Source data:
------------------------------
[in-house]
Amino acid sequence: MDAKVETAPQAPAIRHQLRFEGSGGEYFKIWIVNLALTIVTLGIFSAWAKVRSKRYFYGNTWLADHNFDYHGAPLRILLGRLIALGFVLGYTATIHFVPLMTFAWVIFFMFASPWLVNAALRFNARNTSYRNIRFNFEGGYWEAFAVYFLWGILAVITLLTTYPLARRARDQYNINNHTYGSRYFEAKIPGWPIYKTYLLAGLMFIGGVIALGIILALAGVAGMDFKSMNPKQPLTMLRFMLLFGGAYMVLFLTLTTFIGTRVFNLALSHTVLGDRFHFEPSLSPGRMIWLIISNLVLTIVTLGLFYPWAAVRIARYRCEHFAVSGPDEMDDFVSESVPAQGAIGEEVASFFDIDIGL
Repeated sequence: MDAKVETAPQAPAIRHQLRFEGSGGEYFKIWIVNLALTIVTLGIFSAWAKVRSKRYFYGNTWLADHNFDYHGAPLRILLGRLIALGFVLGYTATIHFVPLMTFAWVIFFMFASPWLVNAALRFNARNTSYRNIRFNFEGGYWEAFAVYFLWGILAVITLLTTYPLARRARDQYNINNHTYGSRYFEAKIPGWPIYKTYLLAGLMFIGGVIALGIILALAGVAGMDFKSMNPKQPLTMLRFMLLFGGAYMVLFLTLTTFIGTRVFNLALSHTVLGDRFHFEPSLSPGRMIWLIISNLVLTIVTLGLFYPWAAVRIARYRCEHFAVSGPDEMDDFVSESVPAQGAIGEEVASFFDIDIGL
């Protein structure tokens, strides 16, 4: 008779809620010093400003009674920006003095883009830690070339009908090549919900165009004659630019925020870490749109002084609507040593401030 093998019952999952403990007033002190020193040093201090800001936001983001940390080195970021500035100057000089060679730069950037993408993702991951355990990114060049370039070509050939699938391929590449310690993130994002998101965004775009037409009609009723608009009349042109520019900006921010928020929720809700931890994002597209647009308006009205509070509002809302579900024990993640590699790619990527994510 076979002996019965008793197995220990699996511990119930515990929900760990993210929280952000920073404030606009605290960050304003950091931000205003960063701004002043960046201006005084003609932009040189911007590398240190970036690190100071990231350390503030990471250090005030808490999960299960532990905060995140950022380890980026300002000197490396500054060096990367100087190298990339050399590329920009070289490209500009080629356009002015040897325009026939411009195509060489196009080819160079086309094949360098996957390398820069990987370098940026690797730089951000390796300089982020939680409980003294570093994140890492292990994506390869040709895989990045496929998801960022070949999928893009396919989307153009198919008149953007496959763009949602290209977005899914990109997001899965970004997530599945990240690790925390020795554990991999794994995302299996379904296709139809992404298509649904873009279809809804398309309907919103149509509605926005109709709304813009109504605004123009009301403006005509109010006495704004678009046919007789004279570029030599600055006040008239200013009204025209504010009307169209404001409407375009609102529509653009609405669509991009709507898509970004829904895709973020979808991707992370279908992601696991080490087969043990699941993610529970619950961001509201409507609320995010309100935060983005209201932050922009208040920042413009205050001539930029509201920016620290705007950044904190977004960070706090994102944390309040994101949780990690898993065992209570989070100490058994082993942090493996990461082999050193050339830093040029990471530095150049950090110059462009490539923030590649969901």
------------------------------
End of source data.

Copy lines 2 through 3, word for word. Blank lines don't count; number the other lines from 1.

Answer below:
Amino acid sequence: MDAKVETAPQAPAIRHQLRFEGSGGEYFKIWIVNLALTIVTLGIFSAWAKVRSKRYFYGNTWLADHNFDYHGAPLRILLGRLIALGFVLGYTATIHFVPLMTFAWVIFFMFASPWLVNAALRFNARNTSYRNIRFNFEGGYWEAFAVYFLWGILAVITLLTTYPLARRARDQYNINNHTYGSRYFEAKIPGWPIYKTYLLAGLMFIGGVIALGIILALAGVAGMDFKSMNPKQPLTMLRFMLLFGGAYMVLFLTLTTFIGTRVFNLALSHTVLGDRFHFEPSLSPGRMIWLIISNLVLTIVTLGLFYPWAAVRIARYRCEHFAVSGPDEMDDFVSESVPAQGAIGEEVASFFDIDIGL
Repeated sequence: MDAKVETAPQAPAIRHQLRFEGSGGEYFKIWIVNLALTIVTLGIFSAWAKVRSKRYFYGNTWLADHNFDYHGAPLRILLGRLIALGFVLGYTATIHFVPLMTFAWVIFFMFASPWLVNAALRFNARNTSYRNIRFNFEGGYWEAFAVYFLWGILAVITLLTTYPLARRARDQYNINNHTYGSRYFEAKIPGWPIYKTYLLAGLMFIGGVIALGIILALAGVAGMDFKSMNPKQPLTMLRFMLLFGGAYMVLFLTLTTFIGTRVFNLALSHTVLGDRFHFEPSLSPGRMIWLIISNLVLTIVTLGLFYPWAAVRIARYRCEHFAVSGPDEMDDFVSESVPAQGAIGEEVASFFDIDIGL